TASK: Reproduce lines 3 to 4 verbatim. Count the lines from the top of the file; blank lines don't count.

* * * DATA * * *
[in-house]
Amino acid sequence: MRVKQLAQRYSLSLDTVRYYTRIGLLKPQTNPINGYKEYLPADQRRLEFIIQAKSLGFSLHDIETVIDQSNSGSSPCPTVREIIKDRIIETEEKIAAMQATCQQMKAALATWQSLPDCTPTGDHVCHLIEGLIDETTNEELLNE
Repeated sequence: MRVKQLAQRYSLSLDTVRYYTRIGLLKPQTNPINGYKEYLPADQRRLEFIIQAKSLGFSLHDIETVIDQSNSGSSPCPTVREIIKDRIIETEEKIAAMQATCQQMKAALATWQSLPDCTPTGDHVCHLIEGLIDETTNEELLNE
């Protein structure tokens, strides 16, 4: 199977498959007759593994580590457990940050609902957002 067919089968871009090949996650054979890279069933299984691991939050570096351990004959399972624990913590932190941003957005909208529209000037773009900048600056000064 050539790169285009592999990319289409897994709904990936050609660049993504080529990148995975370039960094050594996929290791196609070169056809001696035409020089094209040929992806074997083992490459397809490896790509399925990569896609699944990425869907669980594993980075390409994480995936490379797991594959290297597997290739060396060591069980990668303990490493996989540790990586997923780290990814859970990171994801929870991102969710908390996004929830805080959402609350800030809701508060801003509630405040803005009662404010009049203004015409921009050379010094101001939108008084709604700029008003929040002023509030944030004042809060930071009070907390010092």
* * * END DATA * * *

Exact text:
Repeated sequence: MRVKQLAQRYSLSLDTVRYYTRIGLLKPQTNPINGYKEYLPADQRRLEFIIQAKSLGFSLHDIETVIDQSNSGSSPCPTVREIIKDRIIETEEKIAAMQATCQQMKAALATWQSLPDCTPTGDHVCHLIEGLIDETTNEELLNE
């Protein structure tokens, strides 16, 4: 199977498959007759593994580590457990940050609902957002 067919089968871009090949996650054979890279069933299984691991939050570096351990004959399972624990913590932190941003957005909208529209000037773009900048600056000064 050539790169285009592999990319289409897994709904990936050609660049993504080529990148995975370039960094050594996929290791196609070169056809001696035409020089094209040929992806074997083992490459397809490896790509399925990569896609699944990425869907669980594993980075390409994480995936490379797991594959290297597997290739060396060591069980990668303990490493996989540790990586997923780290990814859970990171994801929870991102969710908390996004929830805080959402609350800030809701508060801003509630405040803005009662404010009049203004015409921009050379010094101001939108008084709604700029008003929040002023509030944030004042809060930071009070907390010092």